Microsoft Sues TiVo, Casts Doubt On Patents As a Business Model

Microsoft (s MSFT) has launched a lawsuit against TiVo (s TIVO), alleging that the DVR maker is infringing on patents related to the display of programmable information and the sale and delivery of videos, according to a report from Bloomberg. Microsoft’s lawsuit is widely seen as a move to defend AT&T (s t) in a related lawsuit filed by TiVo last August when it sued the telco as well as Verizon (s VZ) in an attempt to force them to license its DVR patents.

This isn’t the first time TiVo has engaged in such lawsuits. The company has been in a long legal fight with satellite TV providers DISH (s DISH) and EchoStar (s SATS) about DVR patents, and judges have so far sided with TiVo. Most recently, a court awarded TiVo $200 million. However, the U.S. Patent Office has cast doubts as to whether TiVo should have been awarded patents for time-shifting in the first place — something that is surely going to come up again in Microsoft’s lawsuit against the DVR maker.

Microsoft, of course, has a vested interest in the outcome of TiVo’s lawsuit against AT&T, whose U-verse service is based on Microsoft’s Mediaroom solution. Mediaroom is essentially a media center with online access and DVR capabilities that Microsoft supplies to telcos to support their broadband offerings, and any legal precedence against AT&T would force other potential Mediaroom customers to license TiVo’s technology as well. Furthermore, AT&T has insisted on Microsoft picking up the tab if TiVo prevails in court.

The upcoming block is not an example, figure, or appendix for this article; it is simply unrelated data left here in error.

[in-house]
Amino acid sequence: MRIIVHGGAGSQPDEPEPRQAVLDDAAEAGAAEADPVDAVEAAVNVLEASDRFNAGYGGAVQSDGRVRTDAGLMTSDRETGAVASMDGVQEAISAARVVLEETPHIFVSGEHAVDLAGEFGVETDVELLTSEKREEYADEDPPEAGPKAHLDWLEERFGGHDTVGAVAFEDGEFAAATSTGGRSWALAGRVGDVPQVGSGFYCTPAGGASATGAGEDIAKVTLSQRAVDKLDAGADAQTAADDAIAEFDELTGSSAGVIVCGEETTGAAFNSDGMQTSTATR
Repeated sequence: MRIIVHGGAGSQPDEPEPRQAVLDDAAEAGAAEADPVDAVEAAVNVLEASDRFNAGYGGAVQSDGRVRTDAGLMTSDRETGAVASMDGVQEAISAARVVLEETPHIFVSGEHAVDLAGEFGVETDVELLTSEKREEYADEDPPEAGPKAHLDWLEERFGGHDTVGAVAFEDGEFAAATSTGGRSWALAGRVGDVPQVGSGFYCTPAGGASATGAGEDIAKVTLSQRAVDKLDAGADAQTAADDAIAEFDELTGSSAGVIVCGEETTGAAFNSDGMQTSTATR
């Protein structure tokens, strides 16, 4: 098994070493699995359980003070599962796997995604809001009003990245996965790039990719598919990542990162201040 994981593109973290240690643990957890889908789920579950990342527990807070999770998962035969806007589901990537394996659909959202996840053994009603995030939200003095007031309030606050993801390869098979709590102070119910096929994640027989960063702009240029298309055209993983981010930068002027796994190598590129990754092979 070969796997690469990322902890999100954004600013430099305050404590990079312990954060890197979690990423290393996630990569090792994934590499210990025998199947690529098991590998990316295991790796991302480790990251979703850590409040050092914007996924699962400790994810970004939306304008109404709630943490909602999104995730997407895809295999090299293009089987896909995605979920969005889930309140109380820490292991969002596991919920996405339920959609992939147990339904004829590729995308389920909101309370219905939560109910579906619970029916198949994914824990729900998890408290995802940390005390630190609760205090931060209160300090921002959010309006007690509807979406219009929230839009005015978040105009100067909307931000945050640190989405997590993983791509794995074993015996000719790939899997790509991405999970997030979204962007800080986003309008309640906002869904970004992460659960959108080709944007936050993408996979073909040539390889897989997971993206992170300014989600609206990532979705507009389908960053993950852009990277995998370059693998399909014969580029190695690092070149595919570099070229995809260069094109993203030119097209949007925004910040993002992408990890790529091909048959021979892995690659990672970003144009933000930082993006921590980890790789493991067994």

TiVo said in a statement released today that Microsoft’s lawsuit wasn’t any sign that its claims against AT&T are unfounded. “Rather these actions are part of a legal strategy to defend AT&T,” adding that the company remained confident that AT&T will be found liable.

For TiVo, there’s a lot at stake with these lawsuits. The company has been bleeding subscribers lately, losing as many as 314,000 in the quarter ending Oct. 31st. TiVo has been more successful at striking patent licensing agreements with cable operators, as well as DirecTV (S dtv). TiVo’s legal victories against DISH have certainly helped the company to strike some of those agreements. However, the case against DISH has been going on since 2004, and one has to wonder how long a dispute fueled by Microsoft’s war chest would last.

The irony of this conflict is that TiVo recently complained in a comment to the FCC that cable companies are stifling innovation by restricting the use of set-top boxes. Maybe it’s time that TiVo starts spending fewer days in court and more days to actually innovate itself?